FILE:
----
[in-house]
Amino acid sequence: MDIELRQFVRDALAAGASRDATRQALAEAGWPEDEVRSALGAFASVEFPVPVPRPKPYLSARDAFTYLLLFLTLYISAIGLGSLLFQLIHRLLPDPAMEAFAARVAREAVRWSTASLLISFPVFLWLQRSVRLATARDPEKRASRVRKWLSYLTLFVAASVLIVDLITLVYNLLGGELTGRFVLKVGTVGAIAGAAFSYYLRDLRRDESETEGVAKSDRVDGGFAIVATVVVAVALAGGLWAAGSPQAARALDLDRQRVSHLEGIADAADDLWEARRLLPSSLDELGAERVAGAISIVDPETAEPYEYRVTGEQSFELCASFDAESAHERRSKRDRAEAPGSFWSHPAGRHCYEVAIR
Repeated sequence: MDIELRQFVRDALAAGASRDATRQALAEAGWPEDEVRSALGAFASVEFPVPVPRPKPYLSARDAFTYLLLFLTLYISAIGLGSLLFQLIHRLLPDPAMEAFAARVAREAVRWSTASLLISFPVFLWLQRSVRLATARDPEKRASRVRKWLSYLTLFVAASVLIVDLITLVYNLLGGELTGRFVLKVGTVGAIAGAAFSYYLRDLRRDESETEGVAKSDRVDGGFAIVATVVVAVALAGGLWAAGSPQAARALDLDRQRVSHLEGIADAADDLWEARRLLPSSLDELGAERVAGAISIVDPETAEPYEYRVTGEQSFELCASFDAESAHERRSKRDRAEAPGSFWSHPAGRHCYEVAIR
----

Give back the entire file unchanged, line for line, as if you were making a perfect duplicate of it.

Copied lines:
[in-house]
Amino acid sequence: MDIELRQFVRDALAAGASRDATRQALAEAGWPEDEVRSALGAFASVEFPVPVPRPKPYLSARDAFTYLLLFLTLYISAIGLGSLLFQLIHRLLPDPAMEAFAARVAREAVRWSTASLLISFPVFLWLQRSVRLATARDPEKRASRVRKWLSYLTLFVAASVLIVDLITLVYNLLGGELTGRFVLKVGTVGAIAGAAFSYYLRDLRRDESETEGVAKSDRVDGGFAIVATVVVAVALAGGLWAAGSPQAARALDLDRQRVSHLEGIADAADDLWEARRLLPSSLDELGAERVAGAISIVDPETAEPYEYRVTGEQSFELCASFDAESAHERRSKRDRAEAPGSFWSHPAGRHCYEVAIR
Repeated sequence: MDIELRQFVRDALAAGASRDATRQALAEAGWPEDEVRSALGAFASVEFPVPVPRPKPYLSARDAFTYLLLFLTLYISAIGLGSLLFQLIHRLLPDPAMEAFAARVAREAVRWSTASLLISFPVFLWLQRSVRLATARDPEKRASRVRKWLSYLTLFVAASVLIVDLITLVYNLLGGELTGRFVLKVGTVGAIAGAAFSYYLRDLRRDESETEGVAKSDRVDGGFAIVATVVVAVALAGGLWAAGSPQAARALDLDRQRVSHLEGIADAADDLWEARRLLPSSLDELGAERVAGAISIVDPETAEPYEYRVTGEQSFELCASFDAESAHERRSKRDRAEAPGSFWSHPAGRHCYEVAIR